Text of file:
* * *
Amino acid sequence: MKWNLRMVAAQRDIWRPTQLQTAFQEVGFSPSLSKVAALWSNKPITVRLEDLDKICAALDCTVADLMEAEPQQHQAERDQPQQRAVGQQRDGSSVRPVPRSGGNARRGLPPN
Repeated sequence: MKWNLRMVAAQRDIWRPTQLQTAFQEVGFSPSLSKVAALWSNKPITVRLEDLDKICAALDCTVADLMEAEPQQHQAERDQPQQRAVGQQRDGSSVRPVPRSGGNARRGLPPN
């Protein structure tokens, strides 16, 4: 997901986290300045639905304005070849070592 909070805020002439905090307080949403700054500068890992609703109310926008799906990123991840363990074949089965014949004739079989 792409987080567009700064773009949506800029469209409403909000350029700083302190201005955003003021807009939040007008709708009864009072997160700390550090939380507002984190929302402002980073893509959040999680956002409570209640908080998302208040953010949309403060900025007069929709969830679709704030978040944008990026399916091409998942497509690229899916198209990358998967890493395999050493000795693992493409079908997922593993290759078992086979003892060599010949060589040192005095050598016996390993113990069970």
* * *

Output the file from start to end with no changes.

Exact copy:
Amino acid sequence: MKWNLRMVAAQRDIWRPTQLQTAFQEVGFSPSLSKVAALWSNKPITVRLEDLDKICAALDCTVADLMEAEPQQHQAERDQPQQRAVGQQRDGSSVRPVPRSGGNARRGLPPN
Repeated sequence: MKWNLRMVAAQRDIWRPTQLQTAFQEVGFSPSLSKVAALWSNKPITVRLEDLDKICAALDCTVADLMEAEPQQHQAERDQPQQRAVGQQRDGSSVRPVPRSGGNARRGLPPN
């Protein structure tokens, strides 16, 4: 997901986290300045639905304005070849070592 909070805020002439905090307080949403700054500068890992609703109310926008799906990123991840363990074949089965014949004739079989 792409987080567009700064773009949506800029469209409403909000350029700083302190201005955003003021807009939040007008709708009864009072997160700390550090939380507002984190929302402002980073893509959040999680956002409570209640908080998302208040953010949309403060900025007069929709969830679709704030978040944008990026399916091409998942497509690229899916198209990358998967890493395999050493000795693992493409079908997922593993290759078992086979003892060599010949060589040192005095050598016996390993113990069970």